HUGH Jackman's musical[...].
HUGH Jackman's musical, 'The Greatest Showman', has just hit cinemas and the timing could not be better.
2018 marks the 250th anniversary of the circus, created here in England, in 1768. Jackman's movie tells a story about one of the great circus proprietors, Phineas Taylor Barnum, but his three ring 'Greatest Show on Earth' was a much later innovation.
The man who founded the original circus was another larger than life character, one Philip Astley, a former Sergeant Major of the Dragoons, born in Newcastleunder-Lyme.
On his return from war, Astley set up a riding school and gave equestrian exhibitions on the south bank of the Thames. He is known as 'the father of the circus' because it was his idea to add other performers to his horse-riding entertainment.
Astley gave the circus its traditional colours (the cavalry's red and gold), its brass military music and its size and shape when he discovered that a centrifugal force helped him balance on his horse if they progressed in a circle. It was Astley too who provided the circus with its smell as he covered the ring with sawdust.
Astley scoured the fairs at which performers including strong-men, jugglers, rope-walkers and comedians had plied their trade for hundreds of years as individual attractions.
He then persuaded them to work together under one roof, performing one after the other. The performers did not need much persuading because George II had begun closing fairs on health grounds and the loss of their traditional workplaces made performers vulnerable to the law.
It would take almost a century before performers were no longer regarded as 'rogues and vagabonds', liable to arrest on the say so of any local magistrate. The circus afforded them a degree of legal protection and ultimately, social status.
Every subsequent circus, from Barnum and Bailey's to Cirque du Soleil, owe their origins and much of their form, to this remarkable British showman. Astley established 19 circuses across Europe, as far east as Moscow, although we owe the word 'circus' to his first great rival, Charles Hughes.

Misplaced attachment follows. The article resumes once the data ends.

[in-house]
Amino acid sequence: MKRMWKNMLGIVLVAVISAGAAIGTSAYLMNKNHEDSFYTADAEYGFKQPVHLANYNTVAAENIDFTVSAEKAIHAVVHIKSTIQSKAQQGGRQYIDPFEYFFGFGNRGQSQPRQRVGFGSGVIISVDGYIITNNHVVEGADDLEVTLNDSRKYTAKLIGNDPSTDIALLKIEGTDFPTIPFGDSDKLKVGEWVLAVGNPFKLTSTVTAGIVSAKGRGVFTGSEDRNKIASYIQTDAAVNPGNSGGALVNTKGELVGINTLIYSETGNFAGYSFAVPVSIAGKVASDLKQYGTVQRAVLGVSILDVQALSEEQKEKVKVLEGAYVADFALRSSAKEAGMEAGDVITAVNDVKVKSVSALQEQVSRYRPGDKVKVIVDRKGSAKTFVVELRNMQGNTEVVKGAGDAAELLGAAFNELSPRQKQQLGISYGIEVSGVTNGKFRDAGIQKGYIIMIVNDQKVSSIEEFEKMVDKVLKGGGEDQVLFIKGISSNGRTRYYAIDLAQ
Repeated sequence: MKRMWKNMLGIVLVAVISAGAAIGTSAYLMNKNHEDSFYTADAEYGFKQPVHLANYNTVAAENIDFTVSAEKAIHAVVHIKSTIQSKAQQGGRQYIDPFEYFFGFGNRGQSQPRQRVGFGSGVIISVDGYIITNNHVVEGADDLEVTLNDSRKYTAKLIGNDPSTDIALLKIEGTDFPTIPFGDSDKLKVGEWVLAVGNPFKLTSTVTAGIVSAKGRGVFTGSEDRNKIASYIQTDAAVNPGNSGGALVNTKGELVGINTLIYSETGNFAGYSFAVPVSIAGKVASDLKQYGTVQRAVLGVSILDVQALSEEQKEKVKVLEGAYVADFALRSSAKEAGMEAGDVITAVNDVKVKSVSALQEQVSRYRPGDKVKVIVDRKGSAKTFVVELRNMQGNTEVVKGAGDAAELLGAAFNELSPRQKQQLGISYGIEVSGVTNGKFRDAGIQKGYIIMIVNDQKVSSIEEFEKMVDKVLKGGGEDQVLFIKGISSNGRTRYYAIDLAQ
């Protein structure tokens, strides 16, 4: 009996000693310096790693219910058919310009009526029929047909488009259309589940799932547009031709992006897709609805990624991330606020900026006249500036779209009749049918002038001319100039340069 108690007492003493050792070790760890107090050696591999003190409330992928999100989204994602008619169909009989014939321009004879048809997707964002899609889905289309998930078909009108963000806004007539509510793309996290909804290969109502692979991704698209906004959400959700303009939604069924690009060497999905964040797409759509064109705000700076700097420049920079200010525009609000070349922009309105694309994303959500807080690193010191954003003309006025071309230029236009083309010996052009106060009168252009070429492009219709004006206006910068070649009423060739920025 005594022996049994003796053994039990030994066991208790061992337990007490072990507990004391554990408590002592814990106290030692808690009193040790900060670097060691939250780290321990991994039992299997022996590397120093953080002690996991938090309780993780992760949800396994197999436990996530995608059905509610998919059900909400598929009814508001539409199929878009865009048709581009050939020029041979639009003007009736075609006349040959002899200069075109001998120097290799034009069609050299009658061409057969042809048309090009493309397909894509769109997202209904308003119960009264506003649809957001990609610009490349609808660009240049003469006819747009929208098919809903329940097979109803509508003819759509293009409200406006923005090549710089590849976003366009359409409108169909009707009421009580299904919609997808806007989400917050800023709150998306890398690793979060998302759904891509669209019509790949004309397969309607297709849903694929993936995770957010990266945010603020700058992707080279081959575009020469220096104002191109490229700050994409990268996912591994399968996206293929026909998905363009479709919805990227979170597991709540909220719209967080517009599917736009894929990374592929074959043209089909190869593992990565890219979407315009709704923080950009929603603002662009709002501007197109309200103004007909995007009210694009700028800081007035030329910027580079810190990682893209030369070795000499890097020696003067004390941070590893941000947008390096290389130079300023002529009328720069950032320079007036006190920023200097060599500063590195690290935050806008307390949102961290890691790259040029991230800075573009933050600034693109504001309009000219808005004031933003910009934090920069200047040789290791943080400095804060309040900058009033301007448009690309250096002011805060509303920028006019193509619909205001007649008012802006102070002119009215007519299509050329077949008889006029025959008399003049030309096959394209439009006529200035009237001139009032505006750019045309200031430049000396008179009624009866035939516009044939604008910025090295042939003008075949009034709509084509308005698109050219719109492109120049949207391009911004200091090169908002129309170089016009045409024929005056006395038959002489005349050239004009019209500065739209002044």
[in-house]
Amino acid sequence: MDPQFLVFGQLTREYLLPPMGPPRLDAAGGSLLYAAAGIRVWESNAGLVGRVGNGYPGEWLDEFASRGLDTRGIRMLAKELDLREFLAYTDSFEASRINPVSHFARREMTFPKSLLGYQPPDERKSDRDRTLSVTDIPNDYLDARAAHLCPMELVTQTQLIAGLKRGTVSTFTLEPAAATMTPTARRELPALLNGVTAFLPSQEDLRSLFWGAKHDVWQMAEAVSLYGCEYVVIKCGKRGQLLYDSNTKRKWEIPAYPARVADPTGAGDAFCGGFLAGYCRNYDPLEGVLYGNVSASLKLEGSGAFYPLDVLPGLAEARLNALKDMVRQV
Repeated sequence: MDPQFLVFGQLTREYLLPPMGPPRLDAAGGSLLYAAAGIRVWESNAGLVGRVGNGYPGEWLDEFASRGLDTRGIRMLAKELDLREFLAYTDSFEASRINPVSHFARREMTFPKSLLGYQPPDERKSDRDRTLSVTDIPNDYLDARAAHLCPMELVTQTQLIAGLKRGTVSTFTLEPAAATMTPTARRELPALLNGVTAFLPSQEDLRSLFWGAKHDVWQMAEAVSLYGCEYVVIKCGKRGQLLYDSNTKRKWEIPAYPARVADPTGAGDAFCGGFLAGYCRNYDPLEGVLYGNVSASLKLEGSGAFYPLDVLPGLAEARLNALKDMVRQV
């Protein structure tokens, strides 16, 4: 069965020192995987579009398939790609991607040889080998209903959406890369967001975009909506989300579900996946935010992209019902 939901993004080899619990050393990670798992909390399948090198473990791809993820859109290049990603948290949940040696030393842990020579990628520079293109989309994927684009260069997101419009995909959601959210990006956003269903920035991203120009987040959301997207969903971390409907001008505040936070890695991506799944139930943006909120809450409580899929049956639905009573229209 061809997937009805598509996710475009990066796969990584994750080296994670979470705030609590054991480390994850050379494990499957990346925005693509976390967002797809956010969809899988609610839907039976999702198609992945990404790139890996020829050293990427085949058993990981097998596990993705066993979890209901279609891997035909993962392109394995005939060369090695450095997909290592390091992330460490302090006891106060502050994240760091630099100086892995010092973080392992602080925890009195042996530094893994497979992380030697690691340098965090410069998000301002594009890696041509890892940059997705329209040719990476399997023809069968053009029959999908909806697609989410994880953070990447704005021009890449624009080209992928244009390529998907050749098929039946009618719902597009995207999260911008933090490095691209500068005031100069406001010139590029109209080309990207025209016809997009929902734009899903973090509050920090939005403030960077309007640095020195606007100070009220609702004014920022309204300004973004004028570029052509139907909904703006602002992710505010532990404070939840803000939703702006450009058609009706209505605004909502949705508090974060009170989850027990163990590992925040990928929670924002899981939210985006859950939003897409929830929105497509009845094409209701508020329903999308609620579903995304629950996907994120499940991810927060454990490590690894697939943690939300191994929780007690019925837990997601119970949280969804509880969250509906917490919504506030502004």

Astley died in Paris in 1814 and rests alongside such luminaries as Oscar Wilde and Chopin, in the Pere Lachaise cemetery. He lies in an unmarked grave - no better metaphor for the neglect of the art form he founded.
During his lifetime, however, the circus spread across the globe, and in America in the 1820s that the first 'tented' circus appeared. Wild animals were added in the mid-19th century. The circus became the world's first mass market entertainment, it was pivotal to the development of advertising and by the start of the 20th century military leaders were turning to the three ring circuses to learn how to move thousands of people, animals and pieces of equipment quickly across large distances.
Rather than being the pseudonym for chaos with which the word 'circus' is abused today, the three-ring circus was once central to what we now call logistics.
Much of this is barely known and Hugh Jackman's movie, blessed though it is with great songs and performances, is so historically inaccurate that it might lead people to believe that the circus was invented in America.
But as Jackman himself has pointed out, historical accuracy mattered little to Barnum, what he was about was the show and in this sense the movie is true to his spirit, if not to his life.
The movie also rings true in showing how the circus accidentally created a community; a community of outcasts and rebels. Many of those who perform today are descended from families who came to the circus centuries ago and found a way of life that they wanted to pass on.
Despite the rise of other entertainments, war and the controversy over circus animals, there are more circuses in the UK today than for 40 years. In addition, circus schools have expanded this community to tens of thousands of people, including those at the excellent Circus Central in Shieldfield, Newcastle.
Every year has it anniversaries and 2018 will see the circus community come together to celebrate Circus 250. There will be parades, shows, exhibitions, films, radio and TV coverage and much else besides. So Happy 2018 and may all your days be circus days, | Ron Beadle is Professor of Organization and Business Ethics at Northumbria University and Visiting Professor at the National Centre for Circus Arts, London.
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|Publication:||The Journal (Newcastle, England)|
|Date:||Dec 30, 2017|
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